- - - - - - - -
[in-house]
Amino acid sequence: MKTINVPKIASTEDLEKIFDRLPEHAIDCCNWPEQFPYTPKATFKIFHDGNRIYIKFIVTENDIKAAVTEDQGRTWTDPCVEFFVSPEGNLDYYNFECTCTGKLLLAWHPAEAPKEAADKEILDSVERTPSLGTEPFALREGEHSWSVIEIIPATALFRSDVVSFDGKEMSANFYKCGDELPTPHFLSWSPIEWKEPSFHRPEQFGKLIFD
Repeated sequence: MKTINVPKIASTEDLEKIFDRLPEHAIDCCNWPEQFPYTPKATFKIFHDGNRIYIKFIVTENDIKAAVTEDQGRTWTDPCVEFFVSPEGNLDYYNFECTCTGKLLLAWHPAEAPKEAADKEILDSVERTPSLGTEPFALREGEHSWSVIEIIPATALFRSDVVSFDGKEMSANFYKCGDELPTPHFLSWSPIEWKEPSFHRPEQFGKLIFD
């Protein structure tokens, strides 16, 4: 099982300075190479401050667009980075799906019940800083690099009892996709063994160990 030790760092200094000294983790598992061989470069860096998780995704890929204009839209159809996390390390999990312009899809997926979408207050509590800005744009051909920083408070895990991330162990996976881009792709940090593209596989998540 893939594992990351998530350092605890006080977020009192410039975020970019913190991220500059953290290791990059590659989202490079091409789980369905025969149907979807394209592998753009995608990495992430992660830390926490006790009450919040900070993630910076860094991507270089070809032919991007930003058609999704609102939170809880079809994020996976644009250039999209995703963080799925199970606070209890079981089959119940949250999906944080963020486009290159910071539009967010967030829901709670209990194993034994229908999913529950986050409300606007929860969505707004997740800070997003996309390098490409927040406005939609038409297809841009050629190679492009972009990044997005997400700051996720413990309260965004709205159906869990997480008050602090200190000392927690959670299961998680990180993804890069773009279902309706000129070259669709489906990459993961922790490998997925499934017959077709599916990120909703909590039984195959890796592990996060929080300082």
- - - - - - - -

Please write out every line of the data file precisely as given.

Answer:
[in-house]
Amino acid sequence: MKTINVPKIASTEDLEKIFDRLPEHAIDCCNWPEQFPYTPKATFKIFHDGNRIYIKFIVTENDIKAAVTEDQGRTWTDPCVEFFVSPEGNLDYYNFECTCTGKLLLAWHPAEAPKEAADKEILDSVERTPSLGTEPFALREGEHSWSVIEIIPATALFRSDVVSFDGKEMSANFYKCGDELPTPHFLSWSPIEWKEPSFHRPEQFGKLIFD
Repeated sequence: MKTINVPKIASTEDLEKIFDRLPEHAIDCCNWPEQFPYTPKATFKIFHDGNRIYIKFIVTENDIKAAVTEDQGRTWTDPCVEFFVSPEGNLDYYNFECTCTGKLLLAWHPAEAPKEAADKEILDSVERTPSLGTEPFALREGEHSWSVIEIIPATALFRSDVVSFDGKEMSANFYKCGDELPTPHFLSWSPIEWKEPSFHRPEQFGKLIFD
């Protein structure tokens, strides 16, 4: 099982300075190479401050667009980075799906019940800083690099009892996709063994160990 030790760092200094000294983790598992061989470069860096998780995704890929204009839209159809996390390390999990312009899809997926979408207050509590800005744009051909920083408070895990991330162990996976881009792709940090593209596989998540 893939594992990351998530350092605890006080977020009192410039975020970019913190991220500059953290290791990059590659989202490079091409789980369905025969149907979807394209592998753009995608990495992430992660830390926490006790009450919040900070993630910076860094991507270089070809032919991007930003058609999704609102939170809880079809994020996976644009250039999209995703963080799925199970606070209890079981089959119940949250999906944080963020486009290159910071539009967010967030829901709670209990194993034994229908999913529950986050409300606007929860969505707004997740800070997003996309390098490409927040406005939609038409297809841009050629190679492009972009990044997005997400700051996720413990309260965004709205159906869990997480008050602090200190000392927690959670299961998680990180993804890069773009279902309706000129070259669709489906990459993961922790490998997925499934017959077709599916990120909703909590039984195959890796592990996060929080300082």